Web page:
The Modeled Method is the final method for creating asymmetrical game balance. When using the modeled method, a game developer will list out all of the variables that can differ between their characters (or factions or decks or whatever) and create a mathematical model to set the game balance between them. Mathematical models vary drastically in complexity based on the degree of differentiation between the characters. The weaknesses of this method are that it requires a specific skill set to perform effectively and can falter if the game developer does not understand the strengths and weaknesses of each variable. The strengths of this method are that it can handle fairly diverse characters and generates that strong starting point for final game balance.

Personally, I lean toward using the modeled method. I’m sure part of that is simply that I’m a math guy and find mathematical modeling to be one of the most enjoyable and rewarding aspects of game development, but I also find that it produces strong results. I’ll switch over to the baseline method if my character elements have only minor differences between them or to the playtest method if the game is simply too complex for a comprehensive mathematical model to be a realistic option.

YTN Episode 008

The 8th Episode of Your Turn Next is now available!

This episode kicks off with with a discussion of what we’ve been up to lately in terms of conventions, games, playtesting, and more. We also discuss Ryan’s shiny new 3d printer and what this technology could mean for miniatures games and board games as we look to the future.

Let us know in the comments or via email if you have any topics, questions, or ideas you’d like us to discuss in a future podcast. The email address is:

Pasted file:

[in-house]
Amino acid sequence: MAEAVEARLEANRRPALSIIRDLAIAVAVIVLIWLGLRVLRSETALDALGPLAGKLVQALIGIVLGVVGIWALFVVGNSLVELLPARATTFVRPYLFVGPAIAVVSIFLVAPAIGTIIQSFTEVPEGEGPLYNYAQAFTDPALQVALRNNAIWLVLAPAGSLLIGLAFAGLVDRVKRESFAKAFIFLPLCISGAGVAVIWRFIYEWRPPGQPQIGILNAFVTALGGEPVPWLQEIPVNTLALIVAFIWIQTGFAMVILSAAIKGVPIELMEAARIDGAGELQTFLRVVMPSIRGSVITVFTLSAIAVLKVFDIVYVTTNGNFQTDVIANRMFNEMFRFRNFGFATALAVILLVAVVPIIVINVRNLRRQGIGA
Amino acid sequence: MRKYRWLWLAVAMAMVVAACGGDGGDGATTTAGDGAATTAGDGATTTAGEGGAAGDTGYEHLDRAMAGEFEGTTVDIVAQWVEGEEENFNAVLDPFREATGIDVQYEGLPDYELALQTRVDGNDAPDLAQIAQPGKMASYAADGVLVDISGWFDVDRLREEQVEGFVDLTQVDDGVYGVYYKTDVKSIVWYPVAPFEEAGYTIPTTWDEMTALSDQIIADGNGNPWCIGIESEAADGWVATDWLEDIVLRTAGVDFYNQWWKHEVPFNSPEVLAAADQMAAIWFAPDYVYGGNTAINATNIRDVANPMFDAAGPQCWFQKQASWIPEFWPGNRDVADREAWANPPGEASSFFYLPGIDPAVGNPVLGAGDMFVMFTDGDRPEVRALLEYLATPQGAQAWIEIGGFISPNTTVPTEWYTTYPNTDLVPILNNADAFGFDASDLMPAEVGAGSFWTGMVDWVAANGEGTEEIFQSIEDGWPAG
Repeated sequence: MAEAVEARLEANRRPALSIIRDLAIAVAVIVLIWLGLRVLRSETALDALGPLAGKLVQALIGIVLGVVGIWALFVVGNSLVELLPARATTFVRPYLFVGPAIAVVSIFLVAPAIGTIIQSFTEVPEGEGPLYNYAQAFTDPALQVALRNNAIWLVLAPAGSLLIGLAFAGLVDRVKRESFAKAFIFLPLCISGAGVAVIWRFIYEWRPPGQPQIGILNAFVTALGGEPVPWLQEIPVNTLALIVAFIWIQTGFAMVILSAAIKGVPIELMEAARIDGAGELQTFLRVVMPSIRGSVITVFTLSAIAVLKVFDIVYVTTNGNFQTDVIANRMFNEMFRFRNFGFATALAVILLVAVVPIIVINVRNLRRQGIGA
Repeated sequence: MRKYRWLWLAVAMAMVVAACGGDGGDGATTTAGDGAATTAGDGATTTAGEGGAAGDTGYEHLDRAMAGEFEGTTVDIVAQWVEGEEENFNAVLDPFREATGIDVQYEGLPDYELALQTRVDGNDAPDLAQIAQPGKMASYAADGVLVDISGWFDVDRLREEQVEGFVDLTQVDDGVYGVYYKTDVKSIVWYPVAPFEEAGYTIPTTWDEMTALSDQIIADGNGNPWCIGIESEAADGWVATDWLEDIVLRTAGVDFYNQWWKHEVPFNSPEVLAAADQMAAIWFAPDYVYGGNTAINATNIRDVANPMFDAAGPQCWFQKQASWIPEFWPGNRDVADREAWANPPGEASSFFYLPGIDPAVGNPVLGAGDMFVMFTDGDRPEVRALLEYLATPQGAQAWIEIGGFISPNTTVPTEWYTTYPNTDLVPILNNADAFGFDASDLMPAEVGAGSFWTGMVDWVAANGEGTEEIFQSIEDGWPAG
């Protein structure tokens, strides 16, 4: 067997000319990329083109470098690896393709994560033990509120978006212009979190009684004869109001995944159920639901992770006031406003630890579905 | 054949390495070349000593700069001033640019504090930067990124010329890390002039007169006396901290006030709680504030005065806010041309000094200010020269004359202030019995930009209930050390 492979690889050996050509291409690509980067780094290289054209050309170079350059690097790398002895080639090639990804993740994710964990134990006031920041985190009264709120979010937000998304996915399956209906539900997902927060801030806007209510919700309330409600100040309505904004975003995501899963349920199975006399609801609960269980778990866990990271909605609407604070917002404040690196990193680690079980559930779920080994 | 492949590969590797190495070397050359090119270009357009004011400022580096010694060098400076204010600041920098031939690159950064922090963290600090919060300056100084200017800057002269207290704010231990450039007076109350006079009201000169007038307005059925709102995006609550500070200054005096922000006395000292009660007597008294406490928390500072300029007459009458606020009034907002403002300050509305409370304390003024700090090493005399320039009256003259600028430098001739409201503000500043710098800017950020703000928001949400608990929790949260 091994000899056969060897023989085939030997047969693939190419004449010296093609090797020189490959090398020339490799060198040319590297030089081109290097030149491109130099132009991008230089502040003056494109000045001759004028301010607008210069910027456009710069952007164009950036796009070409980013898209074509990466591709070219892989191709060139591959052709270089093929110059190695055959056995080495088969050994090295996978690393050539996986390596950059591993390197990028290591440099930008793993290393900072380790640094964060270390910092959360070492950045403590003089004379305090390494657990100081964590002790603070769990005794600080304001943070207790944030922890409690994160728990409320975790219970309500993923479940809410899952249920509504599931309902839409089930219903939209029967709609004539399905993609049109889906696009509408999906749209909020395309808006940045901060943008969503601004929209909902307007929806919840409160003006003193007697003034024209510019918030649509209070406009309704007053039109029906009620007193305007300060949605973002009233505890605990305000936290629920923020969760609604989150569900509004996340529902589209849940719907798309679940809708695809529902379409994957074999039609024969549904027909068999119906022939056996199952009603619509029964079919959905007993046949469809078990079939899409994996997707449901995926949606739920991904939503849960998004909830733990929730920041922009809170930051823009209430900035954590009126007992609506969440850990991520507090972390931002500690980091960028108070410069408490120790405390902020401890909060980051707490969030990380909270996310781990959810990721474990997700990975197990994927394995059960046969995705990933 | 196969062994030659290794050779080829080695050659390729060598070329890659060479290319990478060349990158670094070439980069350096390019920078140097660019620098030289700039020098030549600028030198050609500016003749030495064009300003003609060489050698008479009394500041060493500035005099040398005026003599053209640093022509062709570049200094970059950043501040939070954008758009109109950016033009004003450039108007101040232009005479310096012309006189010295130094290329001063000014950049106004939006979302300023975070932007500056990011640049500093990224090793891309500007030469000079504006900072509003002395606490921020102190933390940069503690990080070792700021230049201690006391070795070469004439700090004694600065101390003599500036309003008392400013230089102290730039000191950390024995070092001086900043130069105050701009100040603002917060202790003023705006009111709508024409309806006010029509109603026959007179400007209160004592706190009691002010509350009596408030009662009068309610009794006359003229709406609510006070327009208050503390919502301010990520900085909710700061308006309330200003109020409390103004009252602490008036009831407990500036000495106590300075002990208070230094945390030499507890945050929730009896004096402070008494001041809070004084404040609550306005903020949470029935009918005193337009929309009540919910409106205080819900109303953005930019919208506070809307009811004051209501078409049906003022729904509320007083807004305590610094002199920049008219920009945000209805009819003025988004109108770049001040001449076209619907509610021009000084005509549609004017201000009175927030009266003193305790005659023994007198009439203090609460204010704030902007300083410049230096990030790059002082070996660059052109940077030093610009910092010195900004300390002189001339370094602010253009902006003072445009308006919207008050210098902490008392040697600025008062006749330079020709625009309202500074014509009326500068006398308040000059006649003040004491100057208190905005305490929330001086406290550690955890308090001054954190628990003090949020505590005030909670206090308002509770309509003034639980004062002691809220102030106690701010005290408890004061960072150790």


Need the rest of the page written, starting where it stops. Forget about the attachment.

And if you’re looking for links to some of the things we discussed this episode, here’s where to find more about:

YTN Episode 004

The 4th episode of Your Turn Next has just gone live!

Join the YTN team and a special guest as we wrap up the playtest discussion using the Forming First-Rate Feedback blog post from June 19th and then discuss world building in games, books, and movies.

Let us know in the comments or via email if you have any topics, questions, or ideas you’d like us to discuss in a future podcast. The email address is:

And if you’re looking for links to some of the things we discussed this episode, here’s where to find more about:

Forming First-Rate Feedback

You may not hear it very often, but I firmly believe that many folks currently in game development are there at least in part because they knew how to give great playtest feedback. Playtesters work closely with game developers to help create a superior finished game and are, in essence, junior developers on the project. So when a game developer position is available, it’s only natural to think of these junior developers and consider the best among them for a full-time position.

Creating great playtest feedback ties into the playtest practices I talked about in The Science of Playtest article, but that’s really just the beginning. A playtester could have truly impressive playtest practices and an amazingly insightful mind for game development yet still provide very little to the playtest process unless they know how to communicate their playtest feedback effectively.